Pope Francis’ statements on the ongoing Israel-Hamas conflict, which erupted on October 7, have caused a stir among various communities. Speaking to a crowd in St. Peter’s Square, the Pope described the conflict as exceeding typical wartime activities, stating, “This is what wars do…But here we have gone beyond wars. This is terrorism.” These remarks followed his engagements with Jewish families affected by Hamas hostage-taking and Palestinian families from Gaza.
Reaction from the Jewish Community
The Jewish community has expressed its dissatisfaction with the Pope’s comments. Noemi Di Segni, the leader of the Union of Jewish Communities in Italy, criticized the Pope for not strongly condemning the actions on October 7. She highlighted the stark contrast between those perpetrating acts of terror and those who are defending their nation and communities. Similarly, the Council of the Assembly of Italian Rabbis (ARI) has accused the Pope of indiscriminately labeling both parties in the conflict as terrorists, signaling deep concern within the Jewish community regarding the Pope’s statements.
Position of the American Jewish Committee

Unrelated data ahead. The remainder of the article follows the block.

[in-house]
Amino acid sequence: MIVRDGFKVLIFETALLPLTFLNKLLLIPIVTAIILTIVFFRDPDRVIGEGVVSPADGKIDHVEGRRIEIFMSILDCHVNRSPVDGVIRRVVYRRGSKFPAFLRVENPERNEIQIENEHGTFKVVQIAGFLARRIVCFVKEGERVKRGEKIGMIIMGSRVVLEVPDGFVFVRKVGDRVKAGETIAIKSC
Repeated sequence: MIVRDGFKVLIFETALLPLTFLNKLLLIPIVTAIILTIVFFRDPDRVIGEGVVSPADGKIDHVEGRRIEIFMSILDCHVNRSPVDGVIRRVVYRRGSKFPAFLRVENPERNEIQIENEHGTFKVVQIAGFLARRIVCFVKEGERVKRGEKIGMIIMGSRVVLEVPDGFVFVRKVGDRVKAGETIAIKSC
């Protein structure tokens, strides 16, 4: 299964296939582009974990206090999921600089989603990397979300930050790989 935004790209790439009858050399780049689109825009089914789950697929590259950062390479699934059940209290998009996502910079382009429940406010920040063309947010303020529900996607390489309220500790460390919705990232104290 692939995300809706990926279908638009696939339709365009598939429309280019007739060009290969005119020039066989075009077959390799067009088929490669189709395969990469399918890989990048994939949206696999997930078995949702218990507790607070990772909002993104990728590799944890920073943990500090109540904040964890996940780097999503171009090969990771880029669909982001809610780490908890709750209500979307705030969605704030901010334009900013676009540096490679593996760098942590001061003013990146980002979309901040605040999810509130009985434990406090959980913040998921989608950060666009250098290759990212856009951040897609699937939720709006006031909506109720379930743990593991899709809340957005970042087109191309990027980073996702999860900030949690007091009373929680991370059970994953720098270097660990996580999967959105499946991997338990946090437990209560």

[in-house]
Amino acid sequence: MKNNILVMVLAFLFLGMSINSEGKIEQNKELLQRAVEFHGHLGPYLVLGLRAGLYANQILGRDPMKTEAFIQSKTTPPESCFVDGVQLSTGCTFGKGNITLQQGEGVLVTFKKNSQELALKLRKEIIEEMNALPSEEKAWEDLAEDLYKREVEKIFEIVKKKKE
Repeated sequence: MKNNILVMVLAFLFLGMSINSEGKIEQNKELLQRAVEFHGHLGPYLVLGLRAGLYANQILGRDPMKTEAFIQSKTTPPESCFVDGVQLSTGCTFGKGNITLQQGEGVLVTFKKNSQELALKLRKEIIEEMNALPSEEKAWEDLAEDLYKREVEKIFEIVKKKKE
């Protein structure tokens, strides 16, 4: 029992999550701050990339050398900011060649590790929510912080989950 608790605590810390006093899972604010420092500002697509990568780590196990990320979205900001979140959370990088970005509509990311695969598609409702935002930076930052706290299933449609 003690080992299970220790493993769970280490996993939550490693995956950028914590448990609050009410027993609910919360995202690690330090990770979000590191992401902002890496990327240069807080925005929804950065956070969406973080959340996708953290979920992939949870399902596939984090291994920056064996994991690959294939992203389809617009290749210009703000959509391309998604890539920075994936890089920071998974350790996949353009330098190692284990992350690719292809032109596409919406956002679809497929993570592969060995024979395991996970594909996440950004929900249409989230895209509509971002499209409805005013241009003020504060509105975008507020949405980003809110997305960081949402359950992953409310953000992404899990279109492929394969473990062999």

While the American Jewish Committee (AJC) appreciated the Pope’s efforts to engage with families of the hostages and his advocacy for their release, they were critical of his broader statements. The AJC asserted that Hamas’ conduct could be classified as terrorism, but Israel’s actions were defensive. They have asked the Vatican for further clarification on these remarks.
Defense from the Vatican
In response to the uproar, Cardinal Matteo Zuppi, Archbishop of Bologna, defended the Pope. He emphasized that Pope Francis is cautious with his words and does not lump all involved parties together. He implied that the Pope has an understanding of the Israeli government’s motivations.
Controversy Over Alleged Use of “Genocide”
An additional point of contention emerged over whether Pope Francis used the term “genocide” in reference to the situation in Gaza. Participants from Palestine at a news conference claimed that the Pope used this word, but the Vatican, through its spokesperson Matteo Bruni, refuted this claim.
Pope Francis’ statements have shed light on the intricate and delicate nature of the Israeli-Palestinian conflict, igniting debates and reactions from various groups. This incident underscores the difficulty in addressing this long-standing, deeply rooted conflict.